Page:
Around the world, central and local governments are struggling with providing digital public services.
To move towards digital-first models, it is necessary to know where to start and where to go. So let's define the starting point: Is your agency mature enough? What is preventing you from implementing the projects you need to do?
There’s a lot of research on the state of digitization of the public sector. In a recent study, titled “E-Government Survey 2022: The future of Digital Government,” the Department of Economic and Social Affairs at the United Nations assessed the digital government landscape of their 193 Member States. The report reflects some general growth in global trends in e-government development, and ranks the top countries and local governments in terms of digitization. It also highlights areas for improvement. According to the report, there is still a long way to go towards a real and rethought digital public services offering for citizens.
And this journey will take some time depending on the region. Within the UN report, the Local Online Service Index (LOSI) study provides a score for the level of digitization for various city governments. Madrid and Berlin occupy the first positions by providing 98% of the services evaluated. Tallinn and Copenhagen follow closely behind while the fifth position is relegated to cities like Dubai, Moscow, New York and Paris.
These metrics are more important than ever and we can see that according to the scores, digital maturity falls off quickly once we get beyond the leaders. We are living through exceptional times that are testing government capacity. Governments cannot delay their transition to modern service channels that allow them to meet the citizens' needs at scale.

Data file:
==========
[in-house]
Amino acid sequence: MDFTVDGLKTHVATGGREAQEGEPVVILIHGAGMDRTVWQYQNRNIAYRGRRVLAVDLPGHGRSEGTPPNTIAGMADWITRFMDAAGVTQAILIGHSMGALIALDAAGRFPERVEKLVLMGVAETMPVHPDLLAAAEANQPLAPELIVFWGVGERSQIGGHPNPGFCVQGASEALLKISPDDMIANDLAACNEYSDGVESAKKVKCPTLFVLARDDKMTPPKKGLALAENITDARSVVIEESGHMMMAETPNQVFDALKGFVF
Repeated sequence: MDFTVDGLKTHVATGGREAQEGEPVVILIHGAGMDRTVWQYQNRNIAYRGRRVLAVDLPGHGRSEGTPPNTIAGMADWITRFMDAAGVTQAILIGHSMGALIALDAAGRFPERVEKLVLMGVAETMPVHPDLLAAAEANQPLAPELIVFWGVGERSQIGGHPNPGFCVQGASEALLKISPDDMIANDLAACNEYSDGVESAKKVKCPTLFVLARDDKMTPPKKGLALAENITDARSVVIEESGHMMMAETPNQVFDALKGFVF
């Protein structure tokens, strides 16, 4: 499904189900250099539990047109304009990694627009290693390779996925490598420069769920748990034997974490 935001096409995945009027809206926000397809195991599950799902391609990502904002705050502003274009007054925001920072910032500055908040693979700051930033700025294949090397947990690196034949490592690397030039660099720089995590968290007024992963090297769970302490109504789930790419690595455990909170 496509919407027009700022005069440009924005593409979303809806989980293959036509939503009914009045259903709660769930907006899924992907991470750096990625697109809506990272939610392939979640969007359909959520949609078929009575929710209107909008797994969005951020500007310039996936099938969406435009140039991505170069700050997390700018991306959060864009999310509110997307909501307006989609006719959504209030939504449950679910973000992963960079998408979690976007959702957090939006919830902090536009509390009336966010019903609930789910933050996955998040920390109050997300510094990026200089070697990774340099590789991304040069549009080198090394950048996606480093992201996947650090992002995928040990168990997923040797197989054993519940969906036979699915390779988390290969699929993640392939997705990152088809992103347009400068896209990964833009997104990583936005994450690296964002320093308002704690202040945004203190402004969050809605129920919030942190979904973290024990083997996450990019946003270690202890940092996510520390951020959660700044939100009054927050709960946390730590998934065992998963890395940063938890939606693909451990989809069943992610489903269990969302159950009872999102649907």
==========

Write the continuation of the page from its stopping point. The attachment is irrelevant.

“We are living through exceptional times that are testing government capacity.”
COVID-19 provided an important lesson for the public sector by showing how critical online public services offerings are. “The pandemic has also challenged governments’ ability to adapt. In the past two years, many services no longer required a visit to a government service desk, enabling citizens and entrepreneurs to interact with the government from the safety of their homes. However, further progress is required to digitally transform governments”, said the European Commission on its eGovernment Benchmark 2022.
And this evolution brings with it dual benefits. First, it generates greater satisfaction for citizens who save time and reduces their aggravation with the government, resulting in greater engagement with institutions. Second, public sector employees enjoy a more efficient workplace, optimizing their time for more important projects, all while reducing the cost to serve their citizens.
At the time of writing, inflation, widespread energy crises, an economic recession, and the Russia-Ukraine war are contributing new shocks to existing social systems and structures. All this drives the mandate towards evolution to more efficient and agile processes within governments.
Digital transformation should be on the agendas of current political leaders. As Gartner argues: Technology leaders need to help agency and political leadership understand why maintaining the right level of digital acceleration is so important to government services. They can do this by identifying quick wins, aligning digital with political priorities, and improving the agility of their operating models.
“Government agencies that are unclear on what matters most to their customers risk wasting time and resources on the things that don’t. Finding out is the first step.”
At Liferay, we’ve got more than 15 years of public sector experience, and we recognize that each country and region will have unique needs. But, there are many common pain points and unmet citizen expectations that we think are among the top challenges that the public sector has yet to address. Being aware of these common challenges is crucial in the journey towards the implementation of digital public services.